Happiness is a cup of coffee on a slow Sunday while watching sunset. Happiness is leaving office early on a Friday night. Happiness is watching T.V. on a non-busy Saturday afternoon. It is gardening at 5:00 A.M. on weekends and taking a leisurely walk with my family before breakfast.

Did you see what’s wrong there? I realized my brand of Happy have requirements now-a-days. Perhaps the responsibilities and the challenges I have to go through on a daily basis have raised that brand of happiness and made it more difficult to capture. It had more pre-requisites and I ended up becoming more and more dull and lifeless. Unhappy, to say the least.

It maybe started to ebb out like foul stench of a decaying carcass as people started noticing my slowly growing indifference. My wife noticed, my friends noticed. And no matter how much I try to keep it at bay in front of my kids, they too, noticed.

One morning, my 4-year old daughter, Iya, asked me why I was so unhappy. I said ‘Because the house is so messy. Your toys are everywhere. You don’t return them to your playroom anymore and the more toys we get, the more mess we make. I will start throwing out your toys so that the house is not messy anymore’. Of course I only said that in hopes that she’d be more responsible in cleaning up after her mess. She loves her toys. But what she said after that gave me a new perspective. After hearing my answer, Iya thought for a moment and then said, ‘Ok, you can throw all the toys, but please let me keep Wally (her Walrus puppet), and Puppy (her babysister’s stuffed Akita puppy keychain). You throw all the toys so you can be happy.’ I smiled at her.

She was willing to let go of all her other toys just to make sure I’m happy. She’s happy to see me happy even if that means she only gets to keep one toy – Wally. She also made sure her baby sister, Ivi (read as E.V.), gets to keep a toy as well. She’s very thoughtful and very sweet.

In that short conversation, Iya reminded me that happiness is not gauged by a number or achieved by completing a set of conditions. Happiness is being content with who you are and where you are currently in life. It is enjoying and savoring moments no matter how small. It is having satisfaction and gratitude for the people and things that surrounds you.

Not Going to School

Our morning routine goes: wake up, get a little playtime, take a bath, change to office clothes/school clothes, grab breakfast and go.

One morning, my 4-year old daughter who is now at pre-kinder level, suddenly said ‘I don’t want to go to school forever and ever’ just before her bath time. She dropped that like out of the blue. I was terrified. She loved going to school and nothing was amiss before that which could have thrown her off the mood. Her tone was firm and she started to cry. My wife and I got worried as to why. We tried to probe her for a reason and as we did, she started crying louder. She would not give a reason. Just screamed ‘I don’t want to go to school’ over and over.

With all the shouting, my patience started to dwindle and I also started to raise my voice while insisting that she must go to school especially if there was no good reason why she wants to skip the day.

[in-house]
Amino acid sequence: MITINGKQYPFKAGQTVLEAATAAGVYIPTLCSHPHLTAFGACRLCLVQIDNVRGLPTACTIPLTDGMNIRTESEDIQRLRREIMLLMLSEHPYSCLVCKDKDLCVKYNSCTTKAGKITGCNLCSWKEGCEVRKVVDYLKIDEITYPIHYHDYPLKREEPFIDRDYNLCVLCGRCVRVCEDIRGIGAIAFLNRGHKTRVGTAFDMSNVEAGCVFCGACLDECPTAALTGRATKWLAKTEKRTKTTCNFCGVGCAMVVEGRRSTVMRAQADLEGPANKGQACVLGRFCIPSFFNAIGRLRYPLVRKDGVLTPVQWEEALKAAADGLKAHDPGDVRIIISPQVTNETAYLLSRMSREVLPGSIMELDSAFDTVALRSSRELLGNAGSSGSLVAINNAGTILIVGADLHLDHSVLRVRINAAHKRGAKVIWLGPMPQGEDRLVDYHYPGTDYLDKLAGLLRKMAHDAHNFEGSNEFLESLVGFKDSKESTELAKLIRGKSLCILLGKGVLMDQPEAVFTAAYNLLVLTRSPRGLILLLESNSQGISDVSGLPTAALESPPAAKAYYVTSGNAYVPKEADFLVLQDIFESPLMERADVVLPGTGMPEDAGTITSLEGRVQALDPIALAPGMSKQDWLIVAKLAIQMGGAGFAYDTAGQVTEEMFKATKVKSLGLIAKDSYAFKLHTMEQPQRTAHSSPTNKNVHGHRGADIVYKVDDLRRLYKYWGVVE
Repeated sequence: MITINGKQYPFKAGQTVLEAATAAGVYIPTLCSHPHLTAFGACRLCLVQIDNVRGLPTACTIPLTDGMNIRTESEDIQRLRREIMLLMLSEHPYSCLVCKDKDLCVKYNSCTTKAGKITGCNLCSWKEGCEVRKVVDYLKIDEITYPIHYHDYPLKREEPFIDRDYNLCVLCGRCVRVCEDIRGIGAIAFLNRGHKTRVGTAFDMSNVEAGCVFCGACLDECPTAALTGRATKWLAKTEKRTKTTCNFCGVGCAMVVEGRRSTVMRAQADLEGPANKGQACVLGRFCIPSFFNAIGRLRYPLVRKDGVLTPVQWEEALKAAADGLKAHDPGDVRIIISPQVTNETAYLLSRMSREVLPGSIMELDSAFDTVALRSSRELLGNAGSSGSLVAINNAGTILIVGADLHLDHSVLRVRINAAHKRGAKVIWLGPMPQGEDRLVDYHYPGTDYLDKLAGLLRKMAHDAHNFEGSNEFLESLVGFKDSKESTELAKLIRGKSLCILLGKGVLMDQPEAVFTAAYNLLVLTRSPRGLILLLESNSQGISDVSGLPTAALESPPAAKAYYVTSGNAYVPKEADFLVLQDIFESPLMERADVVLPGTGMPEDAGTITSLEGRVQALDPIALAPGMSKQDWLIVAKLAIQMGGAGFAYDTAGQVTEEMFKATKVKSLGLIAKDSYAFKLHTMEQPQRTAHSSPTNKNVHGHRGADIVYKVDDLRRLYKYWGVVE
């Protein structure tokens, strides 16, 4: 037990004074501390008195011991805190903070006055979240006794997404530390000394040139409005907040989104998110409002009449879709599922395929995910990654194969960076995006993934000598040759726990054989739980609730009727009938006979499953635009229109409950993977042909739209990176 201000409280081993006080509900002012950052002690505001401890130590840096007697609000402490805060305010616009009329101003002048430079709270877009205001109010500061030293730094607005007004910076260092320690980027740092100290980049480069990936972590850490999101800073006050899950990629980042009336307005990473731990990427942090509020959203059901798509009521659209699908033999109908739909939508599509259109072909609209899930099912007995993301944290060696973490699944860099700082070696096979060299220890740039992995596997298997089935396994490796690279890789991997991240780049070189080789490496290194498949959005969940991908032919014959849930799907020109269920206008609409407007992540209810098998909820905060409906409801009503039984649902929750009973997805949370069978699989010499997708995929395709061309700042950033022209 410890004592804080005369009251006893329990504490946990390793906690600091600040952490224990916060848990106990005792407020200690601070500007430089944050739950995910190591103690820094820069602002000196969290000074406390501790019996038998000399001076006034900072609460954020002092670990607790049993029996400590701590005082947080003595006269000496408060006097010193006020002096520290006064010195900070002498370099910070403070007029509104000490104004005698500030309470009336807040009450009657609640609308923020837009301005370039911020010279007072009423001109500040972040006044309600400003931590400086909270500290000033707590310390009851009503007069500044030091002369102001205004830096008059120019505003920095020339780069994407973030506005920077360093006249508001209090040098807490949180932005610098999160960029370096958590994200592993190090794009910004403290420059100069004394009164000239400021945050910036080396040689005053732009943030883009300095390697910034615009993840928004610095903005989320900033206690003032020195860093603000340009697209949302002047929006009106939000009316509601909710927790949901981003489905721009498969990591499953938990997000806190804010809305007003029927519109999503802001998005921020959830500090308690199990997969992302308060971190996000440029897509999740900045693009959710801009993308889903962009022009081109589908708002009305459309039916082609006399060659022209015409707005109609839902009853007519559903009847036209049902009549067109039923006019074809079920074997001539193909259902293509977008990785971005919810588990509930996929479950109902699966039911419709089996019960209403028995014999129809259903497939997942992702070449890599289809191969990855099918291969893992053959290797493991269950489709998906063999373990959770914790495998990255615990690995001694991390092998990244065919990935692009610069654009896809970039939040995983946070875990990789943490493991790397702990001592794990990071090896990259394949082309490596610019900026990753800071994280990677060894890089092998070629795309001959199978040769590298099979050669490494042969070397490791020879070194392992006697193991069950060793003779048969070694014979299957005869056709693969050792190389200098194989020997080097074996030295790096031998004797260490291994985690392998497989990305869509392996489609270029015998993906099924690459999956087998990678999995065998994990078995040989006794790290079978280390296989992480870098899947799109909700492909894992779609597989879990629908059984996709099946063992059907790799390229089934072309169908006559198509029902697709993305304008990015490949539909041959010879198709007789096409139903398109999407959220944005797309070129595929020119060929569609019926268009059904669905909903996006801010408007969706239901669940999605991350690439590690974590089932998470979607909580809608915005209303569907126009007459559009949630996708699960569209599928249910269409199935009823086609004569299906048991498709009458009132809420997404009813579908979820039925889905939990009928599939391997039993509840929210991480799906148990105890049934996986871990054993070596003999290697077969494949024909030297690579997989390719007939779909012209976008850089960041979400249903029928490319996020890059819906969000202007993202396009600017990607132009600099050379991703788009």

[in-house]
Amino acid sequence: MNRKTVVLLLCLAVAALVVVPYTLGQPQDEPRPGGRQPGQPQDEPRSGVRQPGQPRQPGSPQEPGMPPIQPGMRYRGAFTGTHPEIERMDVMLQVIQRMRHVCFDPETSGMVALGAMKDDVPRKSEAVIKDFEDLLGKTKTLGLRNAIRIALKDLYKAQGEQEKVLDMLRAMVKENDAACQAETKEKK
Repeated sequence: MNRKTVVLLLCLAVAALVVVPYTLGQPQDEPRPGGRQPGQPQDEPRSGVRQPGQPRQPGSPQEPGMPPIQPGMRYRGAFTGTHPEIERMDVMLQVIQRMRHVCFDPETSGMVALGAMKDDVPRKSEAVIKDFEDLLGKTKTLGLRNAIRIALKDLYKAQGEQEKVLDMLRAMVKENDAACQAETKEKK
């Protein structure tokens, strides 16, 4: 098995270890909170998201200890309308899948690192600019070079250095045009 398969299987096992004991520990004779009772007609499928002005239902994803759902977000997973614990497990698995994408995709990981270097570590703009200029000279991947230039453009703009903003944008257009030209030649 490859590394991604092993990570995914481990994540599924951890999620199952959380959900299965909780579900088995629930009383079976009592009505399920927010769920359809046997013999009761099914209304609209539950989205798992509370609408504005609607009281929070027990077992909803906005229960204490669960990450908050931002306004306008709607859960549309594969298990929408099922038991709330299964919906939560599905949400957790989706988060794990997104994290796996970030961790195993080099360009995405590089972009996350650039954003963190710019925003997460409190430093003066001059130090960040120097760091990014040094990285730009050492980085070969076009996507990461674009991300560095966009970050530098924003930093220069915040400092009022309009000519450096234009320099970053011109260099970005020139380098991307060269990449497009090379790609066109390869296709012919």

At this point, I realized I am in a bad situation. If I backed down, I’ll lose credibility. If I continue on, I might really end up getting angry. I yelled at her before…and believe me, it bothered me a lot. It bothers me until now everytime it crosses my mind. That’s not who I wanted to be as a parent. So I went out of the room to clear my head and think of a better way to handle the situation.

After a few minutes, I went back. She’s dressed for school but was still crying. I continued probing her and asked in a calm tone ‘Don’t you really want to go to school?’ Of course she said she really don’t and added ‘I’m very very tired’. So I said, ‘Ok, we’ll not go to school’. She looked at me half-puzzled and asked ‘Can I change to my real clothes?’ She meant her clothes for home. I said yes, and we pulled out a fresh set of pants and shirt from her closet and I helped her to change. My wife looked more puzzled but didn’t say a word. All the while, she was wondering what my plan was. My daughter left the room very delighted and went playing downstairs with her younger sister. I let her enjoy her ‘Not Going to School’ moment while I finished prepping myself for work – and basically figuring out how to turn things around.

As I was having breakfast, I beckoned her to sit beside me. I showed her the recent class picture released by the school. I asked her to tell me the names of her classmates and point which ones are her friends. In a jolly manner, she named them one by one including her teachers and told me a little bit of what they do at school. I asked her, ‘What are they going to do today?’ She responded, ‘It’s dinosaur day, Dad’ with such enthusiasm. I said, ‘Oh, it would have been nice if you can tell them about your build-your-own dino toy. But you can’t because you’re not going to school today, are you?’, her eyes twinkled and with a big grin said, ‘I want to go to school now!’ We hurriedly changed her back to her school uniform and she happily dashed out to the front yard to announce to her mom, ‘I’m going to school now!’

I’m very happy how my rag-tag plan turned out. Relieved parents we were.

How about you? What could you have done in this situation? Please share your thoughts by leaving a comment so we can learn from each other and improve ourselves as parents!